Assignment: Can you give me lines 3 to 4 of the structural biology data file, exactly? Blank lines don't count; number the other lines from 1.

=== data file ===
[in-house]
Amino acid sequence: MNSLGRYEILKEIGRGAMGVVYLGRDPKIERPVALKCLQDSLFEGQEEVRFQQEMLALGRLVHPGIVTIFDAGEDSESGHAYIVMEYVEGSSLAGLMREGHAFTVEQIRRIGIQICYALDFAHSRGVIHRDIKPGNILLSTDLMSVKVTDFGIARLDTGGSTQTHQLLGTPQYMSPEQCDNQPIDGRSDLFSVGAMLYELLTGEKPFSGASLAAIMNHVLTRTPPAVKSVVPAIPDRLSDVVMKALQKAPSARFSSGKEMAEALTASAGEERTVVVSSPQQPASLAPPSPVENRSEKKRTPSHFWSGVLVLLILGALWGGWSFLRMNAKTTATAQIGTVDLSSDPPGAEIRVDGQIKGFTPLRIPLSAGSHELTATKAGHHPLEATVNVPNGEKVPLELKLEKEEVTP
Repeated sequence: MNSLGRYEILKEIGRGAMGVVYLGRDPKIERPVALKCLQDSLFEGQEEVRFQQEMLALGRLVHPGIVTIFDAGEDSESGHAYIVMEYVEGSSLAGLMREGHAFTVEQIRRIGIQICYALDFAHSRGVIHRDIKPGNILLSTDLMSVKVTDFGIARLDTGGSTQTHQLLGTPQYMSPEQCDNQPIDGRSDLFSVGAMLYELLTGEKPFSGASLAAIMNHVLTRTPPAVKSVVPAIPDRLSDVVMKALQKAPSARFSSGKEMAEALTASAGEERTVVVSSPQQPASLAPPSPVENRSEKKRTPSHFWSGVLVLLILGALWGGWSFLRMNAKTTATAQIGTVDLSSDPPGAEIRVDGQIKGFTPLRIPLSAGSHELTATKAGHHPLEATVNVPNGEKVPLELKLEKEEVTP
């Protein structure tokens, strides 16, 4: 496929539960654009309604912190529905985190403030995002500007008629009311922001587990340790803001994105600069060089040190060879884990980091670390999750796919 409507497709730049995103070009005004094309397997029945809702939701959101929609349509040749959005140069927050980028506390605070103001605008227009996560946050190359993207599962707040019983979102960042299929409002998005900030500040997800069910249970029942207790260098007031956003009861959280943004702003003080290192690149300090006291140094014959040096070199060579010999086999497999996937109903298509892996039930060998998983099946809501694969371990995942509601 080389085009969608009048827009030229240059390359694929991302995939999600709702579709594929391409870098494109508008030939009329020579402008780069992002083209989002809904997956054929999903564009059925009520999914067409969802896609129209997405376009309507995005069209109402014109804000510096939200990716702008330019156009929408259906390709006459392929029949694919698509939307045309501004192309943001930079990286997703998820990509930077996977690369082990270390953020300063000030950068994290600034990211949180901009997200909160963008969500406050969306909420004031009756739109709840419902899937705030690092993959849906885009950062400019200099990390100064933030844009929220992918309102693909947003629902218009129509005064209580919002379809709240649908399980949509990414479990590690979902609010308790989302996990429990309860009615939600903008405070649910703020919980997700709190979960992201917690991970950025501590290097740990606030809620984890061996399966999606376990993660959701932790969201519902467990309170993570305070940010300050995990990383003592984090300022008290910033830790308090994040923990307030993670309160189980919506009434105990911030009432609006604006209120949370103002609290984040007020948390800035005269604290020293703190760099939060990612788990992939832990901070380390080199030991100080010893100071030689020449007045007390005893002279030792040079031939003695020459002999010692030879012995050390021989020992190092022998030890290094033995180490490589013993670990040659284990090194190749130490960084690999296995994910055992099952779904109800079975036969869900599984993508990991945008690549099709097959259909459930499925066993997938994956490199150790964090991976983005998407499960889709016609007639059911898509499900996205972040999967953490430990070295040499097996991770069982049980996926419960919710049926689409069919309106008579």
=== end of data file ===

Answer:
Repeated sequence: MNSLGRYEILKEIGRGAMGVVYLGRDPKIERPVALKCLQDSLFEGQEEVRFQQEMLALGRLVHPGIVTIFDAGEDSESGHAYIVMEYVEGSSLAGLMREGHAFTVEQIRRIGIQICYALDFAHSRGVIHRDIKPGNILLSTDLMSVKVTDFGIARLDTGGSTQTHQLLGTPQYMSPEQCDNQPIDGRSDLFSVGAMLYELLTGEKPFSGASLAAIMNHVLTRTPPAVKSVVPAIPDRLSDVVMKALQKAPSARFSSGKEMAEALTASAGEERTVVVSSPQQPASLAPPSPVENRSEKKRTPSHFWSGVLVLLILGALWGGWSFLRMNAKTTATAQIGTVDLSSDPPGAEIRVDGQIKGFTPLRIPLSAGSHELTATKAGHHPLEATVNVPNGEKVPLELKLEKEEVTP
């Protein structure tokens, strides 16, 4: 496929539960654009309604912190529905985190403030995002500007008629009311922001587990340790803001994105600069060089040190060879884990980091670390999750796919 409507497709730049995103070009005004094309397997029945809702939701959101929609349509040749959005140069927050980028506390605070103001605008227009996560946050190359993207599962707040019983979102960042299929409002998005900030500040997800069910249970029942207790260098007031956003009861959280943004702003003080290192690149300090006291140094014959040096070199060579010999086999497999996937109903298509892996039930060998998983099946809501694969371990995942509601 080389085009969608009048827009030229240059390359694929991302995939999600709702579709594929391409870098494109508008030939009329020579402008780069992002083209989002809904997956054929999903564009059925009520999914067409969802896609129209997405376009309507995005069209109402014109804000510096939200990716702008330019156009929408259906390709006459392929029949694919698509939307045309501004192309943001930079990286997703998820990509930077996977690369082990270390953020300063000030950068994290600034990211949180901009997200909160963008969500406050969306909420004031009756739109709840419902899937705030690092993959849906885009950062400019200099990390100064933030844009929220992918309102693909947003629902218009129509005064209580919002379809709240649908399980949509990414479990590690979902609010308790989302996990429990309860009615939600903008405070649910703020919980997700709190979960992201917690991970950025501590290097740990606030809620984890061996399966999606376990993660959701932790969201519902467990309170993570305070940010300050995990990383003592984090300022008290910033830790308090994040923990307030993670309160189980919506009434105990911030009432609006604006209120949370103002609290984040007020948390800035005269604290020293703190760099939060990612788990992939832990901070380390080199030991100080010893100071030689020449007045007390005893002279030792040079031939003695020459002999010692030879012995050390021989020992190092022998030890290094033995180490490589013993670990040659284990090194190749130490960084690999296995994910055992099952779904109800079975036969869900599984993508990991945008690549099709097959259909459930499925066993997938994956490199150790964090991976983005998407499960889709016609007639059911898509499900996205972040999967953490430990070295040499097996991770069982049980996926419960919710049926689409069919309106008579």